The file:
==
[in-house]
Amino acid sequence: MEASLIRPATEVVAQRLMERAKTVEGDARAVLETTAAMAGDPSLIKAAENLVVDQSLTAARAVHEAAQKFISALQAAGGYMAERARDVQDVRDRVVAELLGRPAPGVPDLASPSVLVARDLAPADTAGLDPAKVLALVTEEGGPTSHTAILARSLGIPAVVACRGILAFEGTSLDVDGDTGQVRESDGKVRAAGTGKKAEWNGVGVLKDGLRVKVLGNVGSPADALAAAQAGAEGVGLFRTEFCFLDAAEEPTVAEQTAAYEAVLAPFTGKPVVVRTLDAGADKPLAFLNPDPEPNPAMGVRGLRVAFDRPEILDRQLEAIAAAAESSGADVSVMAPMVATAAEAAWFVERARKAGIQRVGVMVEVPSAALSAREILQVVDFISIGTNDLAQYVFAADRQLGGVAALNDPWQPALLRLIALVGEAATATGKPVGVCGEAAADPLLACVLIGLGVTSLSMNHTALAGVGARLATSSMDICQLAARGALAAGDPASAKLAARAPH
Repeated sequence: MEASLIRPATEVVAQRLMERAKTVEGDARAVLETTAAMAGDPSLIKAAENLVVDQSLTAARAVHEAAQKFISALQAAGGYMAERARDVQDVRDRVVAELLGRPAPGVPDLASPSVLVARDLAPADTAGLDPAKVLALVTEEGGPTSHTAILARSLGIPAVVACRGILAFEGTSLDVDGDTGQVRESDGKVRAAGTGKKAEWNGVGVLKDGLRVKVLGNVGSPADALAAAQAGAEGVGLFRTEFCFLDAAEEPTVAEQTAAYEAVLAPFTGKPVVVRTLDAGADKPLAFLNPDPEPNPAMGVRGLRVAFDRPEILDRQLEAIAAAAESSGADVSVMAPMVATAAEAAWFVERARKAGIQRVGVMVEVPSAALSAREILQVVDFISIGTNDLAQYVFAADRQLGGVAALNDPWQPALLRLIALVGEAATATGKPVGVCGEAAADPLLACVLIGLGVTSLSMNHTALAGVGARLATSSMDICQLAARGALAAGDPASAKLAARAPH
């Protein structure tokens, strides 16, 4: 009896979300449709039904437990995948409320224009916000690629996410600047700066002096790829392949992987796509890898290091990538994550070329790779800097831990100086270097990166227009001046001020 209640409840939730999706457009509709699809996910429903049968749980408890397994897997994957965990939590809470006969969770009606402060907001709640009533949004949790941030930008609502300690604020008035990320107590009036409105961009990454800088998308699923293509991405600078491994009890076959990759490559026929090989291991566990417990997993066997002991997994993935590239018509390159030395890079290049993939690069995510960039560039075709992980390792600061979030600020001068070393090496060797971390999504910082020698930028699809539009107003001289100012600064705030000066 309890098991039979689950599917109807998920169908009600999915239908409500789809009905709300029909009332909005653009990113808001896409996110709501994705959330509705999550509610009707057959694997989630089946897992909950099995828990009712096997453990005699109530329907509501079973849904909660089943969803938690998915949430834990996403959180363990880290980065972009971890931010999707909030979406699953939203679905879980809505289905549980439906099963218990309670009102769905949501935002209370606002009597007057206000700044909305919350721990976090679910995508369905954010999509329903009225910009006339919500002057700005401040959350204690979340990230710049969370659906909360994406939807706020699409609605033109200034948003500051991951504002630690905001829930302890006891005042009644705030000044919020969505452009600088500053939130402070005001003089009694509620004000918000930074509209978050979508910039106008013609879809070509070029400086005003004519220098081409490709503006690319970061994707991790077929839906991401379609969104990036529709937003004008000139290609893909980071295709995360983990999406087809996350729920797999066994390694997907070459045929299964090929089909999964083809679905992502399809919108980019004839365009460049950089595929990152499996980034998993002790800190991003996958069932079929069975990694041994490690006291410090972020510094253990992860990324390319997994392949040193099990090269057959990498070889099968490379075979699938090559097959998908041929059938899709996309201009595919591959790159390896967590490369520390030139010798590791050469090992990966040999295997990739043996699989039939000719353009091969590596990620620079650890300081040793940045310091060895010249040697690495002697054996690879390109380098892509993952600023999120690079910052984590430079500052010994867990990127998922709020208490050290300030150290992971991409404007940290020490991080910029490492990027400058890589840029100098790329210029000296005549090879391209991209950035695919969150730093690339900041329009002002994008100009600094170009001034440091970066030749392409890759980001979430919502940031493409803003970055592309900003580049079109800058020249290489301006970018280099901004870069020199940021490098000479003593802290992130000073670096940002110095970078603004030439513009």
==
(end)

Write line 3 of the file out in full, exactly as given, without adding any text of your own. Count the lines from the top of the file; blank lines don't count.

Repeated sequence: MEASLIRPATEVVAQRLMERAKTVEGDARAVLETTAAMAGDPSLIKAAENLVVDQSLTAARAVHEAAQKFISALQAAGGYMAERARDVQDVRDRVVAELLGRPAPGVPDLASPSVLVARDLAPADTAGLDPAKVLALVTEEGGPTSHTAILARSLGIPAVVACRGILAFEGTSLDVDGDTGQVRESDGKVRAAGTGKKAEWNGVGVLKDGLRVKVLGNVGSPADALAAAQAGAEGVGLFRTEFCFLDAAEEPTVAEQTAAYEAVLAPFTGKPVVVRTLDAGADKPLAFLNPDPEPNPAMGVRGLRVAFDRPEILDRQLEAIAAAAESSGADVSVMAPMVATAAEAAWFVERARKAGIQRVGVMVEVPSAALSAREILQVVDFISIGTNDLAQYVFAADRQLGGVAALNDPWQPALLRLIALVGEAATATGKPVGVCGEAAADPLLACVLIGLGVTSLSMNHTALAGVGARLATSSMDICQLAARGALAAGDPASAKLAARAPH